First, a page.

FDA Expands EUA for Moderna, Pfizer-BioNTech COVID-19 Vaccines to Children 6 Months and Up


On June 15, 2022, the FDA’s Vaccines and Related Biological Products Advisory Committee unanimously voted in favor of both vaccines.

After an FDA committee voted unanimously in favor of doing so, the FDA today authorized emergency use of the Moderna COVID-19 vaccine and the Pfizer-BioNTech COVID-19 Vaccine for children down to 6 months of age.

The FDA amended the Moderna EUA for individuals 6 months through 17 years of age; it had been authorized for adults 18 years of age and older. It amended the Pfizer-BioNTech COVID-19 vaccine for people 6 months through 4 years of age. The vaccine had been authorized for use in people 5 years of age and older.

Robert M. Califf, M.D.

Robert M. Califf, M.D.

“Many parents, caregivers and clinicians have been waiting for a vaccine for younger children and this action will help protect those down to 6 months of age. As we have seen with older age groups, we expect that the vaccines for younger children will provide protection from the most severe outcomes of COVID-19, such as hospitalization and death,” FDA Commissioner Robert M. Califf, M.D., said in a news release.

“Those trusted with the care of children can have confidence in the safety and effectiveness of these COVID-19 vaccines and can be assured that the agency was thorough in its evaluation of the data,” Califf added.

On June 15, 2022, the FDA’s Vaccines and Related Biological Products Advisory Committee unanimously voted to expand FDA's emergency use authorization (EUA) for Moderna’s COVID-19 vaccine for children ages 6 months to 5 years, and Pfizer’s vaccine for children ages 6 months to four years old.

In addition, the VRBPAC unanimously voted to approve Moderna’s COVID-19 vaccine for children ages 7 to 16 on June 14.

Today and Saturday, CDC’s panel of expert advisers will consider whether to recommend the vaccines in those age groups for emergency use.

While all VRBPAC members voted to expand the EUA to the younger age groups — particularly those who are at high risk due to autoimmune conditions — many also expressed concerns.

“It’s very important that the communication or the messaging be made as clear as possible for parents to understand the relative risk and the relative benefits,” said Cody Meissner. M.D., professor of pediatrics at Tufts University School Medicine

For example, there have been 442 deaths in children younger than 5 since the start of the pandemic, Peter Marks, director of the FDA’s Center for Biologics Evaluation and Research, said during the VRBPAC meeting.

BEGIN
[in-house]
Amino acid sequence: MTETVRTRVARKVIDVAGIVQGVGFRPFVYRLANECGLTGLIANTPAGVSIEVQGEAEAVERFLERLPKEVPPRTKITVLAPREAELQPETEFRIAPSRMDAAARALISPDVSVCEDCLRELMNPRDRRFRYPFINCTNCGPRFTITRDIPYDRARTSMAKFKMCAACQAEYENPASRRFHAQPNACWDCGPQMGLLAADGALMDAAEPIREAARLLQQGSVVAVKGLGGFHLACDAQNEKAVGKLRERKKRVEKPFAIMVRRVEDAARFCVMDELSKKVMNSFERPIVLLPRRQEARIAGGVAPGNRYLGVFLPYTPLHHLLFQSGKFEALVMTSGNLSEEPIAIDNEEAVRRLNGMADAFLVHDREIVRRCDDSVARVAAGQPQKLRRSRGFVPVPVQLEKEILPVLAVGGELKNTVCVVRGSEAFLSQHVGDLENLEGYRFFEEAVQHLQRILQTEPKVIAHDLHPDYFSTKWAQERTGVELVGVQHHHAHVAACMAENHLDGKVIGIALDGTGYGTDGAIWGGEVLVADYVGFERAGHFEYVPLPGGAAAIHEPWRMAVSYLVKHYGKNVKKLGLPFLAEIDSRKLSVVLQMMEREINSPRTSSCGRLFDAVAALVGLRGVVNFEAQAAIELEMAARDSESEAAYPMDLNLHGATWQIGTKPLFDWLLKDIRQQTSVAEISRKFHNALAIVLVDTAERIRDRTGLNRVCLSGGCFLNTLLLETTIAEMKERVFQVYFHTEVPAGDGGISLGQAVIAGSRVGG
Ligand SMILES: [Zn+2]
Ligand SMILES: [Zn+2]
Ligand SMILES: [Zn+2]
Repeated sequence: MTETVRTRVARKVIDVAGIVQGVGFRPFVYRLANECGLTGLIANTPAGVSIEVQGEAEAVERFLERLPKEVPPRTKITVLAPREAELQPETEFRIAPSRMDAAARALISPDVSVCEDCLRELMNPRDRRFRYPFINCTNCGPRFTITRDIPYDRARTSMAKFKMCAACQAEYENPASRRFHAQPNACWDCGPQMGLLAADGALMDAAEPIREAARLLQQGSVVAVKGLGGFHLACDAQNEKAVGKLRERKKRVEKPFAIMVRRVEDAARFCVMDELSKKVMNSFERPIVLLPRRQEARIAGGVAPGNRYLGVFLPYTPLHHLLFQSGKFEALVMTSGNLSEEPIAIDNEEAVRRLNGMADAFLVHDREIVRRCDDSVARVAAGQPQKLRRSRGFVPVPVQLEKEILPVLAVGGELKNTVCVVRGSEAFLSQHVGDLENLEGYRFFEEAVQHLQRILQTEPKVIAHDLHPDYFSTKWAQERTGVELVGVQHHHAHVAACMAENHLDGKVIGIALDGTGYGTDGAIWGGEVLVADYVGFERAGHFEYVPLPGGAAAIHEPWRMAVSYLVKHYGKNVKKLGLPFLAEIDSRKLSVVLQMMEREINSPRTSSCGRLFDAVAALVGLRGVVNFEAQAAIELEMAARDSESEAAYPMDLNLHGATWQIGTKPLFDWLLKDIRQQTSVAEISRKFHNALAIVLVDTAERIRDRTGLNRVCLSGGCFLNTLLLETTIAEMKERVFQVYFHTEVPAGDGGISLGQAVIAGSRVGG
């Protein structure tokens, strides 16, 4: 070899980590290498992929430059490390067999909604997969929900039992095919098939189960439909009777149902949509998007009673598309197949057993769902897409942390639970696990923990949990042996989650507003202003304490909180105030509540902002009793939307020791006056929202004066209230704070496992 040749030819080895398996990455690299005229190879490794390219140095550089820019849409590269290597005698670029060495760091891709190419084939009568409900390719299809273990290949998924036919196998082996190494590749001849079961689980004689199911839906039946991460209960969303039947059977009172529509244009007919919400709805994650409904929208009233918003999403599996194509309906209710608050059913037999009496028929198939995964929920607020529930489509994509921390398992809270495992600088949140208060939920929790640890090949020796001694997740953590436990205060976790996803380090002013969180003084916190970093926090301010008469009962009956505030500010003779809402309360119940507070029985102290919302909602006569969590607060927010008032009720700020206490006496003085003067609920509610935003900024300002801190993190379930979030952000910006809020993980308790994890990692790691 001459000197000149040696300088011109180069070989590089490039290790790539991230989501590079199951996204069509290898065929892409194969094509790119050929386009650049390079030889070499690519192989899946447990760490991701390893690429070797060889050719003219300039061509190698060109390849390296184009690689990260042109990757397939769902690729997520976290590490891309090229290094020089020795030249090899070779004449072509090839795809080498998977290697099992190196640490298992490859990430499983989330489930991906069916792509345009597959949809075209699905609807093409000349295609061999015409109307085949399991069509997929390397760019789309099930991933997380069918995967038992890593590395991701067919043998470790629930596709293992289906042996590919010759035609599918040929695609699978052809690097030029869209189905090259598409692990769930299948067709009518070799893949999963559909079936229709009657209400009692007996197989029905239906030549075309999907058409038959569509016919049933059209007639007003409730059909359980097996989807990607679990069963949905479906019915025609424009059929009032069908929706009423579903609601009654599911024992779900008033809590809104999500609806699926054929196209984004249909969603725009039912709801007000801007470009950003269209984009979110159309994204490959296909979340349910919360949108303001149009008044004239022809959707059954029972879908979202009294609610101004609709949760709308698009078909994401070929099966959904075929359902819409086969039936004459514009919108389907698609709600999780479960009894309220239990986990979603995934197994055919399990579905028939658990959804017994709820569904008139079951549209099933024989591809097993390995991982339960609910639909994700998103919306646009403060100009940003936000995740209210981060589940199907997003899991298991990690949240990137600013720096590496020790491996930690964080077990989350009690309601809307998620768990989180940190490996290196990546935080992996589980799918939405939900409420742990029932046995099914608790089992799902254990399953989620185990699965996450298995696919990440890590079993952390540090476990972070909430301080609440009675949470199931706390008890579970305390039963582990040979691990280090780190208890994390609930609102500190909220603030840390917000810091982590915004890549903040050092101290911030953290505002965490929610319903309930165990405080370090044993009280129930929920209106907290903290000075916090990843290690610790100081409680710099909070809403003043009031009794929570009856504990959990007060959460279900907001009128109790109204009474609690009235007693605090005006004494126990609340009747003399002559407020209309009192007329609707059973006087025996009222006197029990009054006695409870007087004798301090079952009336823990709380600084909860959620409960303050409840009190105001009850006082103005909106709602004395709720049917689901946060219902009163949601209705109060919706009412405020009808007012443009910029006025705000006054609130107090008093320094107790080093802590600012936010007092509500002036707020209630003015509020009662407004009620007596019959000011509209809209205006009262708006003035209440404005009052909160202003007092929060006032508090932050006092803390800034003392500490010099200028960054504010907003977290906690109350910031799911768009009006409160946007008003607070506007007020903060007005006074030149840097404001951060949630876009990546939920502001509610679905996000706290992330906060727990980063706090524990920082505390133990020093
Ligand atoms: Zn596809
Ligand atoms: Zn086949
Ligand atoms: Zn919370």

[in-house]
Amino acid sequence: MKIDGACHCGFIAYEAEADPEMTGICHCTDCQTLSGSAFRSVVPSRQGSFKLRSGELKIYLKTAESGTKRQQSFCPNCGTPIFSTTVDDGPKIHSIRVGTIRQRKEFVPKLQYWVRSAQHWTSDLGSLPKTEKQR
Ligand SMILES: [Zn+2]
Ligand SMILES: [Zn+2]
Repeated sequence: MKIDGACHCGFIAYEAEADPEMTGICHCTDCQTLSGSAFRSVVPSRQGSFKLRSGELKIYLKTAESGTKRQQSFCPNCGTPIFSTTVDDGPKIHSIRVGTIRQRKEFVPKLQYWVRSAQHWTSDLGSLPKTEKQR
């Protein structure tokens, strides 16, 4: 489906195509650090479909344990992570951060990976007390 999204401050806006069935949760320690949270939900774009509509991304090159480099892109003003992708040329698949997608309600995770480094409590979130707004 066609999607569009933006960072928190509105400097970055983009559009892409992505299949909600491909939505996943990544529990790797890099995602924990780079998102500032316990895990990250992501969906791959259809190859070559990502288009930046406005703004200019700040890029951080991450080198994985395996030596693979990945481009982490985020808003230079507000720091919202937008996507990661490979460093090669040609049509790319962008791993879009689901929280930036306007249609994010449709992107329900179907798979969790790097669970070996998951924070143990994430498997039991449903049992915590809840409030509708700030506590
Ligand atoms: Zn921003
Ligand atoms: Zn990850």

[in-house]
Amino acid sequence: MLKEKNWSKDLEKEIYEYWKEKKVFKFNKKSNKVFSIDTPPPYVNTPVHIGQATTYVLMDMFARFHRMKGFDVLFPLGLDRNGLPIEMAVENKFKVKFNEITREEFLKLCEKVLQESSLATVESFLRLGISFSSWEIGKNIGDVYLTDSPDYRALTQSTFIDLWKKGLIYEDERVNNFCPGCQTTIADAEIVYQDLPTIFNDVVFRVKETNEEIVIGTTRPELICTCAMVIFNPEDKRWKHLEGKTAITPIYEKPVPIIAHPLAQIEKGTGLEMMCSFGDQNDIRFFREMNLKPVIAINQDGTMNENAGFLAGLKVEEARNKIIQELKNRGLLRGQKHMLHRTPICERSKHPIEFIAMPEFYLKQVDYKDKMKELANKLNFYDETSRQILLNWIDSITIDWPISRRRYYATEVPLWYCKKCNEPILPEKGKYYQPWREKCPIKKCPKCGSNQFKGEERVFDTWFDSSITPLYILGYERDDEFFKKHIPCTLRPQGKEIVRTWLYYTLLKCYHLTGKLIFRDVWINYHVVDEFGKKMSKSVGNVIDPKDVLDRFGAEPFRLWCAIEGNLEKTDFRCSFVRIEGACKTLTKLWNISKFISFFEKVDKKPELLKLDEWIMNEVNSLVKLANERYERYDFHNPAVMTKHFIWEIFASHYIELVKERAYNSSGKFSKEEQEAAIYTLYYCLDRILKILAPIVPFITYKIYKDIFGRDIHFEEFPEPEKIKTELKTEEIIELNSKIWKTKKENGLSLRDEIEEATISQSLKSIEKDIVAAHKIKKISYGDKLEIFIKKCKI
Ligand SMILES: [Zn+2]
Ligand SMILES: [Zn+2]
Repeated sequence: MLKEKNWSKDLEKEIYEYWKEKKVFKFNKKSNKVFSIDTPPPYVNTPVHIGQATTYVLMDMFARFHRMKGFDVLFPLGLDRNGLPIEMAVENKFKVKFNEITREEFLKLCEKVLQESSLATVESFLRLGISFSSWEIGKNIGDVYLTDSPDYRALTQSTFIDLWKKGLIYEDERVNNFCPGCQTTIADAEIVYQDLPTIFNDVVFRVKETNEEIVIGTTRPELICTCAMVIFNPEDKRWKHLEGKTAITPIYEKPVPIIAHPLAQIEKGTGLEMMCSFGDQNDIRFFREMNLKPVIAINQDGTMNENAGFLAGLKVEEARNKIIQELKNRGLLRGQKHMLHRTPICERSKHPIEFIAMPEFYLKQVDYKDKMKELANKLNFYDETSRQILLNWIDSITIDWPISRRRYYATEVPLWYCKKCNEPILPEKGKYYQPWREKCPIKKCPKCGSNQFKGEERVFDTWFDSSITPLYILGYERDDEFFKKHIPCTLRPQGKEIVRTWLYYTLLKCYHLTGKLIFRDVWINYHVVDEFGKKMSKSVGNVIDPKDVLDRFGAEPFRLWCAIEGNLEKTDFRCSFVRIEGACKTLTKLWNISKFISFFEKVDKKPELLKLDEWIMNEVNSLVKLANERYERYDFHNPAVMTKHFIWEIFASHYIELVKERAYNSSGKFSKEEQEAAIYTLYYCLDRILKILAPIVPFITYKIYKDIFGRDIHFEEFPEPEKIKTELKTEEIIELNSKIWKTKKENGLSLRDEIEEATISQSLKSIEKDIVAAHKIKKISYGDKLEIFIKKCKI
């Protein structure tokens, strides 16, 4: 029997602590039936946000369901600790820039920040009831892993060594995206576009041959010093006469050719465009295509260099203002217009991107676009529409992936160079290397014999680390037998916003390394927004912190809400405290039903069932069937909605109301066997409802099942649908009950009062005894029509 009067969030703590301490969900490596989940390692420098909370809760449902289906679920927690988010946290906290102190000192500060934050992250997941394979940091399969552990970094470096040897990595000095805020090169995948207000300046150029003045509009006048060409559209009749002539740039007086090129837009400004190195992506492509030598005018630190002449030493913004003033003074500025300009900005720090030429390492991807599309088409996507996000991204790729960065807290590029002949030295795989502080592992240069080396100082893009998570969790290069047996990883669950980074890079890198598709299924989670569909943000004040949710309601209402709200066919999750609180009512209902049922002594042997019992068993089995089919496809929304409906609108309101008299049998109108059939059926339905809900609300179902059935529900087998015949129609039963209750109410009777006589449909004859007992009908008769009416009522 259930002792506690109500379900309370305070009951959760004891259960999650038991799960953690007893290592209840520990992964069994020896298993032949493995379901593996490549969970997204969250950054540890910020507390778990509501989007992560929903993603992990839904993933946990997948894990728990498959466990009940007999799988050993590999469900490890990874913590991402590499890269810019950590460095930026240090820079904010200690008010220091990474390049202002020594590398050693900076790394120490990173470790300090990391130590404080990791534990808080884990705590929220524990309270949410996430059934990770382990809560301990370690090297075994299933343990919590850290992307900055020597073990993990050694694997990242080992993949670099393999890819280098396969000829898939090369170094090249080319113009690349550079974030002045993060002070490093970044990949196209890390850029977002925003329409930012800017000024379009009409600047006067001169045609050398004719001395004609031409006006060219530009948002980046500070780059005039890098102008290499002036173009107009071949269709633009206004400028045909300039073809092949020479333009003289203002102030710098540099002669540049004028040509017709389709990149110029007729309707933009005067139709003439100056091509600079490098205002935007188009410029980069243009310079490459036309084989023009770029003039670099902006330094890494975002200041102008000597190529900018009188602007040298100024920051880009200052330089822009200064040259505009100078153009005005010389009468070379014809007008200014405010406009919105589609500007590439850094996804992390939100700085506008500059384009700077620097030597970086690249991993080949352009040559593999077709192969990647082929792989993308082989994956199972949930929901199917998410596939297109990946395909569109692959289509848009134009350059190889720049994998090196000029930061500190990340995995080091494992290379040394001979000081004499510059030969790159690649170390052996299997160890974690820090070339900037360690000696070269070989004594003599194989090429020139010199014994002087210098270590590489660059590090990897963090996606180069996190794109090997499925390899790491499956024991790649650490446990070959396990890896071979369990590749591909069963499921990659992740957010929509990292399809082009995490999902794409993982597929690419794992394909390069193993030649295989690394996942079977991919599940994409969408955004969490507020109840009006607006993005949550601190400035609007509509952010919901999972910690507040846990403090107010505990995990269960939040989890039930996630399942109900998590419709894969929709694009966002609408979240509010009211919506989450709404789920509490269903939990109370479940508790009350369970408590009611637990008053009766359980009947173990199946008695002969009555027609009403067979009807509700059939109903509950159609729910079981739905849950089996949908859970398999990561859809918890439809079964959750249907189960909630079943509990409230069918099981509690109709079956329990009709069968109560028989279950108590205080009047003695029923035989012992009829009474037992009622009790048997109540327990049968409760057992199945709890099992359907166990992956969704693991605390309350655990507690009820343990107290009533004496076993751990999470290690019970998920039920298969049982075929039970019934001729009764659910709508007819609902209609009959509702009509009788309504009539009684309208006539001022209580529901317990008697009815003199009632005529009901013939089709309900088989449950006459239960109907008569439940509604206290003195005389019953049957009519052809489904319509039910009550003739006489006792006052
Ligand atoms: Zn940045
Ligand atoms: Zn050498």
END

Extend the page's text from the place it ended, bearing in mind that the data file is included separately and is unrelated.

Hospitalization rates for those younger than 5 are also very low, Meissner noted, at 23 per 1 million children.

Oveta Fuller, Ph.D.

Oveta Fuller, Ph.D.

Oveta Fuller, Ph.D., associate professor of microbiology and immunology at University of Michigan Medical School, noted concern about the one case of seizure reported in the Moderna study of 5,000 children ages 6 months to 5 years.

“As with all vaccines for any population, when authorizing COVID-19 vaccines intended for pediatric age groups, the FDA ensures that our evaluation and analysis of the data is rigorous and thorough,” Marks said. “In addition to making certain the data for these vaccines met FDA’s rigorous standards, the agency’s convening of an advisory committee was part of a transparent process to help the public have a clear understanding of the safety and effectiveness data supporting the authorization of these two vaccines for pediatric populations.”

However, the FDA noted that the agency and CDC’s safety surveillance systems have previously identified increased risks of myocarditis and pericarditis after vaccination with the Moderna COVID-19 vaccine and the Pfizer-BioNTech COVID-19 vaccine, “particularly following the second dose.”

The observed risk is highest in males 18 through 24 years of age for the Moderna vaccine and in males 12 through 17 years of age for the Pfizer-BioNTech vaccine, the FDA said.

“The FDA and the CDC analyses of available safety surveillance data from the U.S. and other countries on myocarditis outcomes continue to strengthen the evidence that most cases of myocarditis associated with the Moderna and Pfizer-BioNTech COVID-19 vaccines are characterized by rapid resolution of symptoms following conservative management, with no impact on quality of life reported by most patients who were contacted for follow-up at 90 days or more after reporting myocarditis,” the FDA said.

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